Ádan eased the door open, lifting up on the handle at just the right spot that it wouldn’t creak. He slipped inside then closed it just as silently. His footsteps were whispers across the wood floor, quiet as a ghost.

It didn’t matter. “Ádan!” Loukanos’s voice from upstairs. Summoning him.

Ádan couldn’t hide from Loukanos, not with magic or without. This was one of the many truths Ádan had learned in his weeks of study with the Archwizard. It was one of the least terrifying. If Ádan had it to do over again, knowing what he now knew, he would never have agreed to this devil’s bargain.

Except that if Ádan weren’t here, Loukanos might be focusing all his malevolent power and brilliance on Korin. And that was unacceptable. Ádan would pay whatever cost was necessary to keep that from happening.

Loukanos was in his study. Ádan still couldn’t enter the room without gagging. The smells of mold, and blood, and rot were thick. Loukanos had a body on the table before him. It was breathing, Ádan noted, but judging by its swollen, decayed state, it was no longer alive.

“Did you have a nice nap?” Loukanos asked without looking up from where his hands were sunk wrist-deep into the body’s chest cavity.

It was possible Loukanos didn’t sleep. That was one of the things Ádan wished he had known before. He also didn’t seem to eat. Ádan was pretty sure Loukanos survived on energy he pulled out of the bodies both living and dead he came into contact with. However Loukanos was sustaining himself, he was derisive of Ádan’s need for both sleep and sustenance, and the interruptions they demanded.

For all Loukanos had sneered at Ádan’s potential as an apprentice, he was awfully annoyed these days when he didn’t have Ádan here to assist.

“Come look at this,” Loukanos said, ignoring the fact Ádan hadn’t answered his last question. “Tell me what you see.”

Ádan came closer. Lucky that he’d never been squeamish, even before he’d started training with the Knights. If Ádan had revealed any discomfort around the bodies Loukanos worked with, it would have been a weakness Loukanos would have delighted in using against him.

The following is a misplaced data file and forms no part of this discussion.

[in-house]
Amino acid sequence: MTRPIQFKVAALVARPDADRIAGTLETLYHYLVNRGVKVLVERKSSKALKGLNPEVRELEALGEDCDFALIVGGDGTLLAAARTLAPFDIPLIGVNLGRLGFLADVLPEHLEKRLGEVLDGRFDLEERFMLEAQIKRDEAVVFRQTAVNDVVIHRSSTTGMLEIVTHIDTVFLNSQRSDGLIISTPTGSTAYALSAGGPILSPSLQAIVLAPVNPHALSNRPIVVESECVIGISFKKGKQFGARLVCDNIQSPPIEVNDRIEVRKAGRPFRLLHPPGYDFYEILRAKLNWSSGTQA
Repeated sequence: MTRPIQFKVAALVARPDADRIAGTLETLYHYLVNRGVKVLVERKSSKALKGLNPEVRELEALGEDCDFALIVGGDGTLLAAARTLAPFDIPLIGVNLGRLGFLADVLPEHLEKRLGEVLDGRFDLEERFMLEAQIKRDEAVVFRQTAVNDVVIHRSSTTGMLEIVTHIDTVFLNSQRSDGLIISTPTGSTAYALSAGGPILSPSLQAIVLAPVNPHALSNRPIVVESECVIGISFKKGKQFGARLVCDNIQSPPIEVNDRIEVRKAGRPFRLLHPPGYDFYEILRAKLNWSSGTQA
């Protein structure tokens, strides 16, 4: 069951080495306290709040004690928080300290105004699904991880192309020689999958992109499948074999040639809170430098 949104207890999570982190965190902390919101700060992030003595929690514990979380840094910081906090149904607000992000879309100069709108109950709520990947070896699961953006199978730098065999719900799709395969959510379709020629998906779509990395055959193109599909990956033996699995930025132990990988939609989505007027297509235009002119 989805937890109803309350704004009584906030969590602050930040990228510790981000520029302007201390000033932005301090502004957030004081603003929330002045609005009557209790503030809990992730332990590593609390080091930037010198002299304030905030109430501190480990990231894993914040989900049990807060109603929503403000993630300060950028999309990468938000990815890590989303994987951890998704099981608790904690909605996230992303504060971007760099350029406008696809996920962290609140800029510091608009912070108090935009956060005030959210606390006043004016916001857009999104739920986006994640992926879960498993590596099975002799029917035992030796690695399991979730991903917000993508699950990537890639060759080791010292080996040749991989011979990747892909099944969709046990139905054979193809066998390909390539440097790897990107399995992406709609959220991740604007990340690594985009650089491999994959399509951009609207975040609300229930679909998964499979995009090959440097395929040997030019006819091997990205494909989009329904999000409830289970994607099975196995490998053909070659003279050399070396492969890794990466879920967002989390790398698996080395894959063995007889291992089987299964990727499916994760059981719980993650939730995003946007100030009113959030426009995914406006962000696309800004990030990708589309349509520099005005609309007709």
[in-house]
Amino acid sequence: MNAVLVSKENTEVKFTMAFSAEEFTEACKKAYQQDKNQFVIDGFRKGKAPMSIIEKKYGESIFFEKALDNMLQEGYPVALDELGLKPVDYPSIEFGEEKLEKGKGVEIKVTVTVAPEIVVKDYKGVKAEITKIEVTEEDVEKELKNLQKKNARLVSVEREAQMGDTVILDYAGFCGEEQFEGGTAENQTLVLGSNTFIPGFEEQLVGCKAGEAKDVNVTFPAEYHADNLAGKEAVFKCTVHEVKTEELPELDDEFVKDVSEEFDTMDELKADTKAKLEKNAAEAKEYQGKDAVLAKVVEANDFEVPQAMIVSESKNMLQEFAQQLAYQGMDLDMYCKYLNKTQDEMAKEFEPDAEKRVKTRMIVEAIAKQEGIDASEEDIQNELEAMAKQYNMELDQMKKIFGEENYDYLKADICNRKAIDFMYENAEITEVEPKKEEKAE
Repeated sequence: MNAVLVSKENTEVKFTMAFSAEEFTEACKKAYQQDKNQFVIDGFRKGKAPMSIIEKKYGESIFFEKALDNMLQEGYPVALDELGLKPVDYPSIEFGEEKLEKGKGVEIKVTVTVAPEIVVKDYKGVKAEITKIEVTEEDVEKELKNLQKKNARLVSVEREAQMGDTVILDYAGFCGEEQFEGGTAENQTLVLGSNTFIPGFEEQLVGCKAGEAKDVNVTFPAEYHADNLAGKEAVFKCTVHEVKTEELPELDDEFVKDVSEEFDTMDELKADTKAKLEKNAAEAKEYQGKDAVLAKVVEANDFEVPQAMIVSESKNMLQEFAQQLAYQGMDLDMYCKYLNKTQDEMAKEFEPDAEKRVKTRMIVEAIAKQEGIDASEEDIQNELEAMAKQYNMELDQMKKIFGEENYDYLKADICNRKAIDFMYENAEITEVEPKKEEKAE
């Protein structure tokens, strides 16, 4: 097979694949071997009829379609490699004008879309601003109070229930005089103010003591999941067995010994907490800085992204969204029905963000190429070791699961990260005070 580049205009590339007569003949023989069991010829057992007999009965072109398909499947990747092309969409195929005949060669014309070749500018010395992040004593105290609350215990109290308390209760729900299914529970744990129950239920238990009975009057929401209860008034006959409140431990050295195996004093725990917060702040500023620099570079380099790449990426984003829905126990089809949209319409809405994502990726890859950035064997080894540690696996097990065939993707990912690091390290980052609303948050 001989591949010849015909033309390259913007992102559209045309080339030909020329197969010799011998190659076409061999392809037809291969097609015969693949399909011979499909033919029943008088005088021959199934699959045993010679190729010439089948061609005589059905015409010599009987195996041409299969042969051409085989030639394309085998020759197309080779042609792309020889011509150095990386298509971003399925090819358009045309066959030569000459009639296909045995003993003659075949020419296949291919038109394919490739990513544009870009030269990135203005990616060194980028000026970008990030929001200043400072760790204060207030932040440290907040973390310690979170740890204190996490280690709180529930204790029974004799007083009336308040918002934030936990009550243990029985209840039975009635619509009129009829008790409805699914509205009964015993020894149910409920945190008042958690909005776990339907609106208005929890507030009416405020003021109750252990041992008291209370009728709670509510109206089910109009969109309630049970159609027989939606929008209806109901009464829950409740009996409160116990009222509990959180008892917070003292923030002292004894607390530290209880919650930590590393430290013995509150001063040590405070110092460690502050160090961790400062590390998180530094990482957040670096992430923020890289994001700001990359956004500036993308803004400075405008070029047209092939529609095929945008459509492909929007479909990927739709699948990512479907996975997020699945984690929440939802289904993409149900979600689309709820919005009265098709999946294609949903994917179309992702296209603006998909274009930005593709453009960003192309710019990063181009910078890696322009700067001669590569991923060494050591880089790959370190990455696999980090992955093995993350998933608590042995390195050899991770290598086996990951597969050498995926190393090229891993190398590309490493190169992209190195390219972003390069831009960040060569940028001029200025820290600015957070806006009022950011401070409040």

But even knowing that, Ádan couldn’t stop himself from flinching back as soon as he got a good, close look.

“Aha,” Loukanos said. “You recognize it.”

Not alive—couldn’t be alive—but the body was breathing and Ádan saw the tiny pulsing movements at its jaw that showed a heart was beating. Ádan had seen this trick before, with Loukanos recreating functions in the body to test various ideas. Ádan had gotten used to it.

This body was rotting, falling apart, its skin bloated and discolored and, in places, gone, to the point Ádan couldn’t identify either race or gender. But that wasn’t what had made Ádan pull back either.

More than decay. Black lines under the skin. Patches spreading out from open sores. A dark, spreading mold that had rippled as Ádan got close. “The blight.”

“Is that what you call it? Excellent. I expected you’d be familiar with it.”

This was dangerous ground. Ádan knew all sorts of things about the blight. Some things any knight would have observed. Some things he knew because of his training, his tie to the knife. And some things he knew because Korin had figured them out. He’d have to guard every word.

While some of his thoughts were organizing and arranging the correct story to tell, others were taking note of the fact that Loukanos had his hands—his power—deep inside the blighted corpse. Ádan remembered how the blight had reached for Korin the first time he’d tried to heal it. The way it had responded to his magic, had seemed to draw strength, how he’d been in danger of being consumed. Loukanos was having none of those problems.